I was not a fan of romances. If you had asked me a year ago, if I read romances, I would emphatically deny. But in the midst of the pandemic and at the urging of my podcast co-host, I decided to read romances. And I am so glad that I did. If you follow the FBC blog, you will notice some of our post on romance, like the one on the problems with romantic tropes.
Gradually I realized that if men read romances, then maybe there might be more equality and understanding between the partners (case in point- Pride and Prejudice). I read Josie Silver’s One Night in December last winter and I enjoyed it. Steadily, I started reading more romances. However, one thing that I truly believe is the universe will give you a book when you need it. For example, One Night on the Island by Josie Silver. I read it when I was going through some really deep and dark relationship problems. And I found parts of myself in Cleo Wilder, Mack Sullivan, and even his wife, Suzie.
One Night on the Island is about Cleo and Mack. Cleo, from London, is a dating columnist who wants to find her flamingo as flamingos apparently mate for life (like beavers and gibbons). For her thirtieth birthday, her editor sends her to a remote island where she will live alone for a few days, marry herself, and be her own partner, similar to Emma Watson’s proclamation that she is self-partnered. Mack, from Boston, is a photographer, married with two sons. However, he is going through some marital issues and wants a break to discover the island that his maternal grandmother described him to in his childhood. Due to a misunderstanding, both Cleo and Mack end up reserving the only cottage on the island, Salvation Island, and have to stay together. The story is about how they navigate this situation, how they have a micro-relationship (similar to a holiday romance but no expectations after that), and how they both come to a beautiful agreement at the end of the novel (yes, it obviously has a happy ending, it is a romance).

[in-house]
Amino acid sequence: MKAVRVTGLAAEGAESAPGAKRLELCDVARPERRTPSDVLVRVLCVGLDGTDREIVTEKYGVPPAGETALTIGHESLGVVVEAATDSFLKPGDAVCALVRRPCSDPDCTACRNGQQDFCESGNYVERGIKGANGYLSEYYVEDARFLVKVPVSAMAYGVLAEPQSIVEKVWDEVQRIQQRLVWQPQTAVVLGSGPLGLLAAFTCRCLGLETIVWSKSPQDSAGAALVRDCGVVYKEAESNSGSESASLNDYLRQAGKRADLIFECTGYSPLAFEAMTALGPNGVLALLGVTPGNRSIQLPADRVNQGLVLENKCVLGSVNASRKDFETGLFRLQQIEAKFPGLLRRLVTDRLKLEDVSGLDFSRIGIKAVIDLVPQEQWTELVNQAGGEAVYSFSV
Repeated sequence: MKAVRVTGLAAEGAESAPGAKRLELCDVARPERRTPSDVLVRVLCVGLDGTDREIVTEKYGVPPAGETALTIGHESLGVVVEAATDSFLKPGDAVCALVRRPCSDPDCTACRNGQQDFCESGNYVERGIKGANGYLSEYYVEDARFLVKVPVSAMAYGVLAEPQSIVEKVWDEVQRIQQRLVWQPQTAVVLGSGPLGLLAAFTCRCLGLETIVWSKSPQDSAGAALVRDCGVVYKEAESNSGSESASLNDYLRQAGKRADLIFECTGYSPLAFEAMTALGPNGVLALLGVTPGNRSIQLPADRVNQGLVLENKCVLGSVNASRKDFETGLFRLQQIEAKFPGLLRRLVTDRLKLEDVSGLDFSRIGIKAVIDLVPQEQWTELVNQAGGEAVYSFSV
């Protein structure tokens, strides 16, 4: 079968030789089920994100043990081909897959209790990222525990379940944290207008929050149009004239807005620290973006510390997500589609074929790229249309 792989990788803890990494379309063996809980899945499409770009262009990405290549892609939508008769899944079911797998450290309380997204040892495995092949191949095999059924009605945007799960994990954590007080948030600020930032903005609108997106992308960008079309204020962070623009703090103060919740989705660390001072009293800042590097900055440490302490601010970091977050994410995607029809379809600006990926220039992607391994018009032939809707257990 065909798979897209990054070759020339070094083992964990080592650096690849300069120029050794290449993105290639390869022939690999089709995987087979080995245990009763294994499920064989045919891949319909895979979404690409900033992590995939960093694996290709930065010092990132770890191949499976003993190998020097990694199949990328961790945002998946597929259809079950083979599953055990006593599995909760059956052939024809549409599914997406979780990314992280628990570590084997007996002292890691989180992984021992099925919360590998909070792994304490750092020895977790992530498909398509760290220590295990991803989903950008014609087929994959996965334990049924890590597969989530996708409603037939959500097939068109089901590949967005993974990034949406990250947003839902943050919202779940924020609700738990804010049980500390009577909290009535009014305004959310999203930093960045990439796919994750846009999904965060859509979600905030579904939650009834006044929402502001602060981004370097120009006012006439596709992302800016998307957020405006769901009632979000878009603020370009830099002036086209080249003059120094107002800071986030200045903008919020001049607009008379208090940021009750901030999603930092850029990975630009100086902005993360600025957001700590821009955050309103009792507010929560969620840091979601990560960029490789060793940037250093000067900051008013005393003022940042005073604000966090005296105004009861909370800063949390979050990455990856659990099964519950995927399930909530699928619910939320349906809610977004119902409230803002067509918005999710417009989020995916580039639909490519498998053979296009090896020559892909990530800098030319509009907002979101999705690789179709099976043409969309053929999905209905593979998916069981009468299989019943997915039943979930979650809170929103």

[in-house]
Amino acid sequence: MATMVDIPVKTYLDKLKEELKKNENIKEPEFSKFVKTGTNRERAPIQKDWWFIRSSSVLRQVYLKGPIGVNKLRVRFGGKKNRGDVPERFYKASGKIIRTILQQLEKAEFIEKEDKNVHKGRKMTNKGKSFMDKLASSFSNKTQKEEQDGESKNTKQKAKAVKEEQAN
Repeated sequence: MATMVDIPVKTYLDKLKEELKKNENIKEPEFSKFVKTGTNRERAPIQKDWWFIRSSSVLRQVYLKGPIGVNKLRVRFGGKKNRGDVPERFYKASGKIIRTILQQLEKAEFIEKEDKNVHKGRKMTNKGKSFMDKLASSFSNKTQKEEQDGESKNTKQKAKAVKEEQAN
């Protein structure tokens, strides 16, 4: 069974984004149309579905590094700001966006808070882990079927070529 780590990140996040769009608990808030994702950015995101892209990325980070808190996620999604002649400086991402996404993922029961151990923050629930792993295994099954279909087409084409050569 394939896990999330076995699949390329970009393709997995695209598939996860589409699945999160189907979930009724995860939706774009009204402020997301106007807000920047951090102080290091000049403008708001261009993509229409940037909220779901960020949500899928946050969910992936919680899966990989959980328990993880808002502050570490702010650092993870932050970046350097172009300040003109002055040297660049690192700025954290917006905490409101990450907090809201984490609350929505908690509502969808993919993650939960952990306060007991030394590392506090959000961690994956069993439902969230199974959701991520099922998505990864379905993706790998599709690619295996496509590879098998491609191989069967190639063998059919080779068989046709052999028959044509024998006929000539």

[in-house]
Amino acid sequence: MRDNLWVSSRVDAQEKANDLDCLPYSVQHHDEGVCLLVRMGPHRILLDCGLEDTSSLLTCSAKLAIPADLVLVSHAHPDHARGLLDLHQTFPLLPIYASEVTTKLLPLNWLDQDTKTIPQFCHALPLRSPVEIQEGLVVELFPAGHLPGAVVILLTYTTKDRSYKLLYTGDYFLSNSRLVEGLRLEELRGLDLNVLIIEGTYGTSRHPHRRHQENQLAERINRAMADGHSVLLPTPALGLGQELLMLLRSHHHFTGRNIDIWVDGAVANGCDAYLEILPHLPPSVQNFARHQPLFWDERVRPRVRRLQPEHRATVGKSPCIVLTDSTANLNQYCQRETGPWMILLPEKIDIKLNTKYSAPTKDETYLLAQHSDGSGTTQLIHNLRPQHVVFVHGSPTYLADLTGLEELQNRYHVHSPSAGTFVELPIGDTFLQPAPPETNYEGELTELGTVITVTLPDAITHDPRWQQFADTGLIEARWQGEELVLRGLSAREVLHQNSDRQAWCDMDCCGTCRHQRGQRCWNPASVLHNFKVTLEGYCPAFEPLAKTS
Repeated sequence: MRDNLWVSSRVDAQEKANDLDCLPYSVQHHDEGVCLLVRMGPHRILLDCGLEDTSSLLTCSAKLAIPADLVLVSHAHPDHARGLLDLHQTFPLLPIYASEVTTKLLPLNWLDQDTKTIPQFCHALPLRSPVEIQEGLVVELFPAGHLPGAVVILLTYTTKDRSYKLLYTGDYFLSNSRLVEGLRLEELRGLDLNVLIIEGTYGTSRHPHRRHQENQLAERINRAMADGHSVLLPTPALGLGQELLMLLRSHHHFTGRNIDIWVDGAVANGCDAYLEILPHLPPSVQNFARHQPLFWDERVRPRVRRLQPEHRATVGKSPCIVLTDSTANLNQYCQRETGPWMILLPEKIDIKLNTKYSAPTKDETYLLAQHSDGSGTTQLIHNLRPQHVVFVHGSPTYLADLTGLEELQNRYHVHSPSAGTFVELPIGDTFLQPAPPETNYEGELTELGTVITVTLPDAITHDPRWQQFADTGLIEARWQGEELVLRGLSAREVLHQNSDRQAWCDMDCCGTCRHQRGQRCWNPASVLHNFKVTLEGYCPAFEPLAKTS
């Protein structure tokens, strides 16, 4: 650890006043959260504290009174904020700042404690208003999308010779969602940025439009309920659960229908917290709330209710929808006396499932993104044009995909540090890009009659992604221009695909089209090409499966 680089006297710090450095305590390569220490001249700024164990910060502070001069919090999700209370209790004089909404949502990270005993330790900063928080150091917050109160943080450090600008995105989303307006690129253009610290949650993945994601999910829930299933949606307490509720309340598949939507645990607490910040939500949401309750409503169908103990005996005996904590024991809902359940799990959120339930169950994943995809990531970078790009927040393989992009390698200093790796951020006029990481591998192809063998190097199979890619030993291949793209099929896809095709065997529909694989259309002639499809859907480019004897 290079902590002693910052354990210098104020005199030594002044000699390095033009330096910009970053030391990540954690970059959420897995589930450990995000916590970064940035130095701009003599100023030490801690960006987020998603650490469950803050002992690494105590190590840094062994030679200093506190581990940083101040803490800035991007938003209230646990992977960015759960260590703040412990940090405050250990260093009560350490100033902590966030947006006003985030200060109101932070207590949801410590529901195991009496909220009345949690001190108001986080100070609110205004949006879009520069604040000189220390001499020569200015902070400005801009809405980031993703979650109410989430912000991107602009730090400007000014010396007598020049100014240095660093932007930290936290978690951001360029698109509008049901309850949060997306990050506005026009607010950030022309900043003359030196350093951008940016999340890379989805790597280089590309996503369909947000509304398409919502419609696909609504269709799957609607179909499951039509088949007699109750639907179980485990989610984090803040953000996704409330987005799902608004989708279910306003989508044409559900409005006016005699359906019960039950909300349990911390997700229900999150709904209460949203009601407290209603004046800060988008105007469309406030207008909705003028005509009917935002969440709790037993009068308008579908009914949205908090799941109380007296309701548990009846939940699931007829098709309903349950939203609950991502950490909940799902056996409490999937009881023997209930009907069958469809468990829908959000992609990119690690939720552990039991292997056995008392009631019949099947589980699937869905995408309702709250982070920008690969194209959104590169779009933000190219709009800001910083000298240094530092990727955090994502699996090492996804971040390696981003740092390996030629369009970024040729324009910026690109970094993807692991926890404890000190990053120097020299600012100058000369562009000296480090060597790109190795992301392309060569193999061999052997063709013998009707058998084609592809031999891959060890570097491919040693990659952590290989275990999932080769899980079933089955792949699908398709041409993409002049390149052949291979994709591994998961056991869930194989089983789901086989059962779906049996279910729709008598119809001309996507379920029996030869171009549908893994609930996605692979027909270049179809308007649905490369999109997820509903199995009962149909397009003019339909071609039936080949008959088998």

Apart from the love story, the novel also shows what happens when people take difficult decisions and how that affects family members. What happens when two people are at different points in the same relationship? How does one stop loving a person or realize that you won’t be able to love anyone else with the same intensity? I enjoyed the different questions that Silver explores.
The other two themes that I liked about the novel-self-love and sisterhood. Cleo grows in the novel while realizing what she wants and what she doesn’t want. Her vows on her thirtieth birthday/self-wedding day are beautiful and can serve as a guideline for many of us, especially me, who struggle with being our best friend and biggest cheerleader. Also, Cleo becomes a part of the knitting group comprised of the women on the island. I wanted to be friends with them by simply reading their descriptions. They take care of Cleo; are friendly with and protective of her; and truly love, support, and comfort her. Reading about them is like a warm hug. Start this book for the love story, and stay for the sisterhood and self-love.